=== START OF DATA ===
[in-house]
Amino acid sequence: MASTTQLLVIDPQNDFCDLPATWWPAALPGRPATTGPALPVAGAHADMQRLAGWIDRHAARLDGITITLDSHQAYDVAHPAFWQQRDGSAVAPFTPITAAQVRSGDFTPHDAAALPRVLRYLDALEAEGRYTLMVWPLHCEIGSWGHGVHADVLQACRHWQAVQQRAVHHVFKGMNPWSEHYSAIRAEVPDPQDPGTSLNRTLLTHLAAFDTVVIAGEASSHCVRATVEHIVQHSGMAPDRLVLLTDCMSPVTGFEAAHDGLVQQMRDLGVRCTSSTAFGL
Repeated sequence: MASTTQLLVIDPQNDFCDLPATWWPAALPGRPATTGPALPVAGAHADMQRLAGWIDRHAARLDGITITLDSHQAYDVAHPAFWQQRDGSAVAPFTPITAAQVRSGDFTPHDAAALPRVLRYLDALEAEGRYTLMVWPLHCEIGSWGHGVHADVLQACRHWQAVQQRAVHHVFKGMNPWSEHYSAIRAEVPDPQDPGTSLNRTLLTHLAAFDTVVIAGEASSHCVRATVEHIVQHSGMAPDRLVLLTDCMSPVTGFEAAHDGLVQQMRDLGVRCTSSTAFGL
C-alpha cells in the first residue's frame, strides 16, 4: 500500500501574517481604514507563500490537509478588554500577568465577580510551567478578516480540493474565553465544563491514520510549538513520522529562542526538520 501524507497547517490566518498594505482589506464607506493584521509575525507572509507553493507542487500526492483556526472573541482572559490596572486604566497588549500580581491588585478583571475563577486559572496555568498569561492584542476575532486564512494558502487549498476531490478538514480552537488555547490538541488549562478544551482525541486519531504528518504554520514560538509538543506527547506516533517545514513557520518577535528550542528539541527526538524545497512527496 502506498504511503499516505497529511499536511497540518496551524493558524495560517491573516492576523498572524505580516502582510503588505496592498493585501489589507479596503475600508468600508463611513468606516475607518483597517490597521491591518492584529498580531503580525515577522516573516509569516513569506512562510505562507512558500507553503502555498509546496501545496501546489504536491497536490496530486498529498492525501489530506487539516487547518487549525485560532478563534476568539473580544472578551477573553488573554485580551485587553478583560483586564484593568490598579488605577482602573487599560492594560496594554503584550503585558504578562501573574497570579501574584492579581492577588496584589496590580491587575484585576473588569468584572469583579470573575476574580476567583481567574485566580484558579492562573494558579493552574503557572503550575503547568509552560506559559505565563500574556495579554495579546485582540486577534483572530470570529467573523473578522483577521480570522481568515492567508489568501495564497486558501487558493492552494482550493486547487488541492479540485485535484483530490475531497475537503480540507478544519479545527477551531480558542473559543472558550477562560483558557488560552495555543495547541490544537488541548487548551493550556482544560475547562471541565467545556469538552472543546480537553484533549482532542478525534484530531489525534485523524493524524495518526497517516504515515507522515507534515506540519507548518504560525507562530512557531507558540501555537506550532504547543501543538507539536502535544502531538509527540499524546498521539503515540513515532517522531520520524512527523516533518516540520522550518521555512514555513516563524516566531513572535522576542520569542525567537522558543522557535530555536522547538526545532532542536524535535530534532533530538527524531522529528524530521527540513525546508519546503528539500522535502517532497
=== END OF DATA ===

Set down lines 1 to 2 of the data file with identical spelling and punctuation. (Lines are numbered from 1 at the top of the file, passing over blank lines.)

[in-house]
Amino acid sequence: MASTTQLLVIDPQNDFCDLPATWWPAALPGRPATTGPALPVAGAHADMQRLAGWIDRHAARLDGITITLDSHQAYDVAHPAFWQQRDGSAVAPFTPITAAQVRSGDFTPHDAAALPRVLRYLDALEAEGRYTLMVWPLHCEIGSWGHGVHADVLQACRHWQAVQQRAVHHVFKGMNPWSEHYSAIRAEVPDPQDPGTSLNRTLLTHLAAFDTVVIAGEASSHCVRATVEHIVQHSGMAPDRLVLLTDCMSPVTGFEAAHDGLVQQMRDLGVRCTSSTAFGL